However, with a p-value of 0.74, the testing cannot be rated as statistically significant.

Sentence completion test

As the degree of difficulty of the sentence completion test was very high, both test groups could only answer 7.0 (intervention group) and 6.4 questions (control group) correctly on average. Similar to the memory test, the difference increased enormously after the intervention period—now the intervention group could answer 6.3 questions correctly, and the control group only 2.6 questions on average. This means that the verbal intelligence of the intervention group increased 142% compared with the control group. If converting these results analogously to the test methods of the University of Munich, they show an increase of the verbal intelligence quotient from 106.3 vlQ to 118.0 vlQ. In comparison, the verbal intelligent quotient of the control group increased from 102.7 vlQ to 112.9 vlQ.

With a p-value of 0.037, the testing is rated as statistically significant.

Applied intelligence/LEGO testing

The assembly of the 111-part aircraft took 41 minutes and 41 seconds on average during the first testing. Both groups completed the assembly in nearly the same time, with only a few minutes difference. And expectedly, both groups managed to improve due to the repetition effect. Yet, the intervention group performed much better than the control group—now the intervention group assembled the airplane 14 minutes and 59 seconds faster on average. The control group was only 2 minutes and 31 seconds faster.

This test series has a significance of p=0.048, hence the effect is highly probable.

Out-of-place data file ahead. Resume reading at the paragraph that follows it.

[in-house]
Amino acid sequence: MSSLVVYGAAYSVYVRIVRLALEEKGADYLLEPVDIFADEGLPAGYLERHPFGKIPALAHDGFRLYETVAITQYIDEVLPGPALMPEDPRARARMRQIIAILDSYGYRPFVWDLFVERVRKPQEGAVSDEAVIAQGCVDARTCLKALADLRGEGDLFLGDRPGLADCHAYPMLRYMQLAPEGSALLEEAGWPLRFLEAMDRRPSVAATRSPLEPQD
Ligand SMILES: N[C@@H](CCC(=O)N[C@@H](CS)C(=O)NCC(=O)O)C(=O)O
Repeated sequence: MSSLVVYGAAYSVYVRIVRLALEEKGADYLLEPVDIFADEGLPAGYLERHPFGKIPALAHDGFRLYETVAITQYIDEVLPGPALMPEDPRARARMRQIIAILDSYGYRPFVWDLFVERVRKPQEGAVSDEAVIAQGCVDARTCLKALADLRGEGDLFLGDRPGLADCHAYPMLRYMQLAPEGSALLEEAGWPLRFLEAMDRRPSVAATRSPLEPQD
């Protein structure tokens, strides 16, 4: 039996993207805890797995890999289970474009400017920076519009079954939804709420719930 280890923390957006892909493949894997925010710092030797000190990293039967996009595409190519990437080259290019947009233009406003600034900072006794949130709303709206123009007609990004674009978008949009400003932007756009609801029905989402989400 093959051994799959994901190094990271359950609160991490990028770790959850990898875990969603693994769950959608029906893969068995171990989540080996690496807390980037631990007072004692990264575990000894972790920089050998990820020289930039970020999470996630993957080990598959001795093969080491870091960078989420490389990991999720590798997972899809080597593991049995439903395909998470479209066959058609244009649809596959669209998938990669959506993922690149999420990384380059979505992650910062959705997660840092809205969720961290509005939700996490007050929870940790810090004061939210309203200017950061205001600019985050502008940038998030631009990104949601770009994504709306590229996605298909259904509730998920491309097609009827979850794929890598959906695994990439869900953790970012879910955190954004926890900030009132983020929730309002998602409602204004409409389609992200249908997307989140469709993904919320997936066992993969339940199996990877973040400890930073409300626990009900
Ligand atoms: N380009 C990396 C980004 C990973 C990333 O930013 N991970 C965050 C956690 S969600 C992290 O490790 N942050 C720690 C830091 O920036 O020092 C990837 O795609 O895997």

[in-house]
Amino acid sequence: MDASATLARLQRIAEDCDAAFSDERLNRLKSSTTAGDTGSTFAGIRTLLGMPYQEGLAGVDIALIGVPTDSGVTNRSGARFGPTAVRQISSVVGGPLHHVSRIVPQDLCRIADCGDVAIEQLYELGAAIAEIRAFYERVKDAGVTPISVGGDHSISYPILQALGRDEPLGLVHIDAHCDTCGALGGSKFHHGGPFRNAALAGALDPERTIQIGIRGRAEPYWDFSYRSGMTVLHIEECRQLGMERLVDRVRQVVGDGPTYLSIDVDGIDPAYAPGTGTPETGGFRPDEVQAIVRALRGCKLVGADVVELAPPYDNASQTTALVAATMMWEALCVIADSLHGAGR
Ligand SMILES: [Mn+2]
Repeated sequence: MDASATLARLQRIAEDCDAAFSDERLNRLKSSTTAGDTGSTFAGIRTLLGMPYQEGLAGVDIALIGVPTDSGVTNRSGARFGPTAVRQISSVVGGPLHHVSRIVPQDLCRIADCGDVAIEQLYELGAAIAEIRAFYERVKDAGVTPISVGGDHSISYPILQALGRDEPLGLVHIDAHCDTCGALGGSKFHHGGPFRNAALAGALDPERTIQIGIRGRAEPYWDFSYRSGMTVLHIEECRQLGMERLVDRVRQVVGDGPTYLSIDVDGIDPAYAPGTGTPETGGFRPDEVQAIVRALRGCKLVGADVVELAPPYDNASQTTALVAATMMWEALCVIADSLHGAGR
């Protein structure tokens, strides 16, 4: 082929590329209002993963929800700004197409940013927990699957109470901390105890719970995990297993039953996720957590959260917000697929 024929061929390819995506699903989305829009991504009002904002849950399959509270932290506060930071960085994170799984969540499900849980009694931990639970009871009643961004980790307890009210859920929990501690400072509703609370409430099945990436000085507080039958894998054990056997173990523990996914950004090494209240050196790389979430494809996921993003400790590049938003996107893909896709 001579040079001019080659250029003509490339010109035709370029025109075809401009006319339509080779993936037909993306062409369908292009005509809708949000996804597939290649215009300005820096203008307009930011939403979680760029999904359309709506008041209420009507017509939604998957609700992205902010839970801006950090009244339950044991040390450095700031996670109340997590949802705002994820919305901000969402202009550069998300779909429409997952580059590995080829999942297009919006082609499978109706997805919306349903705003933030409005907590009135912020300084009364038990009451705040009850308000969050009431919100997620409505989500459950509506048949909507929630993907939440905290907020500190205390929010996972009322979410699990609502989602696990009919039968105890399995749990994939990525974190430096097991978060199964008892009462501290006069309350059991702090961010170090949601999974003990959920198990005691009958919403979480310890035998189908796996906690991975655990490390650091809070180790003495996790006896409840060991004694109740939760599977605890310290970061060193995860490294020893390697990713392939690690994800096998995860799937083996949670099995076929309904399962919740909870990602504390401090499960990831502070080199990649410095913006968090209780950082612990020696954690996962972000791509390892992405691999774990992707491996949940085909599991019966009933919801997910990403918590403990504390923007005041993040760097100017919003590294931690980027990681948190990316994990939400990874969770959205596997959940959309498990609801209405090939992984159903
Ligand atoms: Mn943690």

In the authors view, the basic assumption is confirmed that chia-rich nutrition has positive effects on cognitive abilities. This was proven in particular not only by the two tests with high significance but also by the memory task, which indicates that a dietary intake of Salvia hispanica L can positively impact memory abilities.

The authors were notably surprised by the significant differences in the progress of learning. Further studies should investigate if these results can be confirmed in the long term. With all appropriate scientific caution, it appears to be evident thus far that in an aging society, dealing with the increase of cognitive diseases such as Alzheimer’s or dementia, the daily consumption of Salvia hispanica L is highly recommendable.

The examined test group consisted of young adults. All participants were still studying at a university level. Future research should place an emphasis on schoolchildren in order to evaluate if the positive results demonstrated by the chia group can be improved in younger ages, especially before puberty. The authors are convinced by now that the valid statement can be made that the intake of Salvia hispanica L leads, with high significance, to an improvement of applied intelligence and verbal intelligence. Insofar, the classification of Salvia hispanica L as a “superfood”, respectively brain superfood, is scientifically justified.


Citation: Onneken P (2018) Salvia hispanica L (Chia Seeds) as Brain Superfood: How Seeds Increase Intelligence. J Nutr Food Sci 8: 684. DOI:

Copyright: © 2018 Onneken P. This is an open-access article distributed under the terms of the Creative Commons Attribution License, which permits unrestricted use, distribution, and reproduction in any medium, provided the original author and source are credited.